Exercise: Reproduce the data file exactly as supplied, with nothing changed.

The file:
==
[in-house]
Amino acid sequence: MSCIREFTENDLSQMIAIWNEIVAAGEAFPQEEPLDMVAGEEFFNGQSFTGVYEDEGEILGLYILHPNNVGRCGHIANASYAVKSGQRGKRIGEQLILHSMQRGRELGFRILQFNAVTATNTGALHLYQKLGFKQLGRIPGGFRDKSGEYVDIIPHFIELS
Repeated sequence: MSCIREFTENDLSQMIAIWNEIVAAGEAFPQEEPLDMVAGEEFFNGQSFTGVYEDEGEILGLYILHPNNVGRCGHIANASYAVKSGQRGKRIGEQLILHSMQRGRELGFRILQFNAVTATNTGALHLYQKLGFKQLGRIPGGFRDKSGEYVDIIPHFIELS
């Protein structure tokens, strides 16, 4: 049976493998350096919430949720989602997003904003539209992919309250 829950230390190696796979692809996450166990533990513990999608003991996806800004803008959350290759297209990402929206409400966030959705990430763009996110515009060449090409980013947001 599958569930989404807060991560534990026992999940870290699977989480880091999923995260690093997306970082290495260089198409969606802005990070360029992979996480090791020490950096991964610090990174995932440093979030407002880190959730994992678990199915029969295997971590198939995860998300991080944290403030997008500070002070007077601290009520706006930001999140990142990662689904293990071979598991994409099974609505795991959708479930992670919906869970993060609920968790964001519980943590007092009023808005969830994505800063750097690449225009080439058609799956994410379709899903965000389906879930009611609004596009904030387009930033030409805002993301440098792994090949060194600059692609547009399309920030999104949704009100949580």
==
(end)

[in-house]
Amino acid sequence: MSCIREFTENDLSQMIAIWNEIVAAGEAFPQEEPLDMVAGEEFFNGQSFTGVYEDEGEILGLYILHPNNVGRCGHIANASYAVKSGQRGKRIGEQLILHSMQRGRELGFRILQFNAVTATNTGALHLYQKLGFKQLGRIPGGFRDKSGEYVDIIPHFIELS
Repeated sequence: MSCIREFTENDLSQMIAIWNEIVAAGEAFPQEEPLDMVAGEEFFNGQSFTGVYEDEGEILGLYILHPNNVGRCGHIANASYAVKSGQRGKRIGEQLILHSMQRGRELGFRILQFNAVTATNTGALHLYQKLGFKQLGRIPGGFRDKSGEYVDIIPHFIELS
């Protein structure tokens, strides 16, 4: 049976493998350096919430949720989602997003904003539209992919309250 829950230390190696796979692809996450166990533990513990999608003991996806800004803008959350290759297209990402929206409400966030959705990430763009996110515009060449090409980013947001 599958569930989404807060991560534990026992999940870290699977989480880091999923995260690093997306970082290495260089198409969606802005990070360029992979996480090791020490950096991964610090990174995932440093979030407002880190959730994992678990199915029969295997971590198939995860998300991080944290403030997008500070002070007077601290009520706006930001999140990142990662689904293990071979598991994409099974609505795991959708479930992670919906869970993060609920968790964001519980943590007092009023808005969830994505800063750097690449225009080439058609799956994410379709899903965000389906879930009611609004596009904030387009930033030409805002993301440098792994090949060194600059692609547009399309920030999104949704009100949580």